The FBI continues its anti-encryption push. It's now expanded past Director Christopher Wray to include statements by other FBI personnel. Not that Chris Wray isn't taking every opportunity he can to portray personal security as a threat to the security of the American public. He still is. But he's no longer the only FBI employee willing to speak up on the issue.
This post is by Tim Cushing and was originally published on Techdirt.com. See the original article.
Wray expanded his anti-encryption rhetoric last week at a cybersecurity conference in New York. In short, encryption is inherently dangerous. And the FBI boss will apparently continue to complain about encryption without offering any solutions.
The Federal Bureau of Investigation was unable to access data from nearly 7,800 devices in the fiscal year that ended Sept. 30 with technical tools despite possessing proper legal authority to pry them open, a growing figure that impacts every area of the agency's work, Wray said during a speech at a cyber security conference in New York.
The FBI has been unable to access data in more than half of the devices that it tried to unlock due to encryption, Wray added.
"This is an urgent public safety issue," Wray added, while saying that a solution is "not so clear cut."
The solution is clear cut, even if it's not workable. What Wray wants is breakable encryption. And he wants companies to do the work and shoulder the blame. Wray wants to be able to show up at Apple's door with a warrant and walk away with the contents of someone's phone. How that's accomplished isn't really his problem. And he's not intellectually honest enough to own the collateral damage backdoored encryption would cause. But that's how Wray operates. He disparages companies, claiming encryption is all about profit and the government is all about caring deeply for public safety. Both statements are dishonest.
But Wray isn't the only FBI employee taking the move to default encryption personally. And the others commenting are taking the rhetoric even further, moving towards personal attacks.
On Wednesday, at the the International Conference on Cyber Security in Manhattan, FBI forensic expert Stephen Flatley lashed out at Apple, calling the company “jerks,” and “evil geniuses” for making his and his colleagues' investigative work harder. For example, Flatley complained that Apple recently made password guesses slower, changing the hash iterations from 10,000 to 10,000,000.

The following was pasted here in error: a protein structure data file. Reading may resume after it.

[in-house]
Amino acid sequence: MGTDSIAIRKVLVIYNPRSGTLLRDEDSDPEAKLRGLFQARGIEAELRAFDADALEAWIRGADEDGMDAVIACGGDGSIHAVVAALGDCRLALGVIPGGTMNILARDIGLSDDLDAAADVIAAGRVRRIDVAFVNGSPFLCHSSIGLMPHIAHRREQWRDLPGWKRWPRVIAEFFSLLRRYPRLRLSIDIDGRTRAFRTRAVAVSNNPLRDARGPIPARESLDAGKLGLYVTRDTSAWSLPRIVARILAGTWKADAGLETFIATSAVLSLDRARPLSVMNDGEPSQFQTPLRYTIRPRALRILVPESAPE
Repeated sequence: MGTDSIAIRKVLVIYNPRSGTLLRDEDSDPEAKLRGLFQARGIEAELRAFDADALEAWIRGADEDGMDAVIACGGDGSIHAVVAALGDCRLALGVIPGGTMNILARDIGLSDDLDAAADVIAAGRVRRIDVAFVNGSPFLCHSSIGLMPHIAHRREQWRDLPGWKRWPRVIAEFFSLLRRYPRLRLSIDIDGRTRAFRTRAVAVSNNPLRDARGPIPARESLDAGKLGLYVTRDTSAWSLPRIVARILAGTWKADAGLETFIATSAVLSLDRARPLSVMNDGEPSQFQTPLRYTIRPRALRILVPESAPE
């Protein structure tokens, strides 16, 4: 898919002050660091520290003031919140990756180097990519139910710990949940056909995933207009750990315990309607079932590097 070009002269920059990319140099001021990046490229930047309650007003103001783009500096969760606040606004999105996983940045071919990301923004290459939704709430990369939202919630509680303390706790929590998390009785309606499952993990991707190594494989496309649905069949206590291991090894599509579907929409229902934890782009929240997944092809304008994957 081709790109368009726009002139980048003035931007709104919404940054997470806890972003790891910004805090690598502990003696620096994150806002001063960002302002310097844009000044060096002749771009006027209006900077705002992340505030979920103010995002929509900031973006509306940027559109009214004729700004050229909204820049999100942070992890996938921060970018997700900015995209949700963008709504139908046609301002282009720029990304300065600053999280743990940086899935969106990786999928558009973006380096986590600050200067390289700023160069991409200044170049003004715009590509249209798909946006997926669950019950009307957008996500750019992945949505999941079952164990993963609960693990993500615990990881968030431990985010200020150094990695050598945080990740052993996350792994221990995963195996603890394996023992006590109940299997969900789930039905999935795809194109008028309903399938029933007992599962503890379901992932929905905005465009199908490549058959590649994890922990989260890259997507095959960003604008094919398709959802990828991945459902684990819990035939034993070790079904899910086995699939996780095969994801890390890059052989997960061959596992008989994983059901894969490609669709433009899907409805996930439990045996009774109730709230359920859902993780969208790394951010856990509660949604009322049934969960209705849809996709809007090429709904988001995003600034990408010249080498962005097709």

That means, he explained, that “password attempts speed went from 45 passwords a second to one every 18 seconds,” referring to the difficulty of cracking a password using a “brute force” method in which every possible permutation is tried.
“At what point is it just trying to one up things and at what point is it to thwart law enforcement?" he added. "Apple is pretty good at evil genius stuff."
This is great. Apple is now an "evil genius" because it made stolen iPhones pretty much useless to thieves. Sure, the device can be sold but no one's going to be able to drain a bank account or harvest a wealth of personal information. This was arguably in response to law enforcement (like the FBI!) complaining cellphone makers like Apple were assholes because they did so little to protect users from device theft. And why should they, these greedy bastards? Someone's phone gets stolen and the phone manufacturer now has a repeat customer.
Encryption gets better and better, limiting the usefulness of stolen devices and now Apple is an "evil genius" engaged in little more than playing keepaway with device contents. Go figure.
The FBI's phone hacker did have some praise for at least one tech company: Cellebrite. The Israeli hackers were rumored to have helped the FBI get into San Bernardino shooter Syed Farook's phone after a failed courtroom showdown with Apple. The FBI ended up with nothing -- no evidence on the phone and no court precedent forcing companies to hack away at their own devices anytime the government cites the 1789 All Writs Act.
Now we're supposed to believe device makers are the villains and the nation's top law enforcement agency is filled with unsung heroes just trying to protect the public from greedy phone profiteers. I don't think anyone believes that narrative, possibly not even those trying to push it.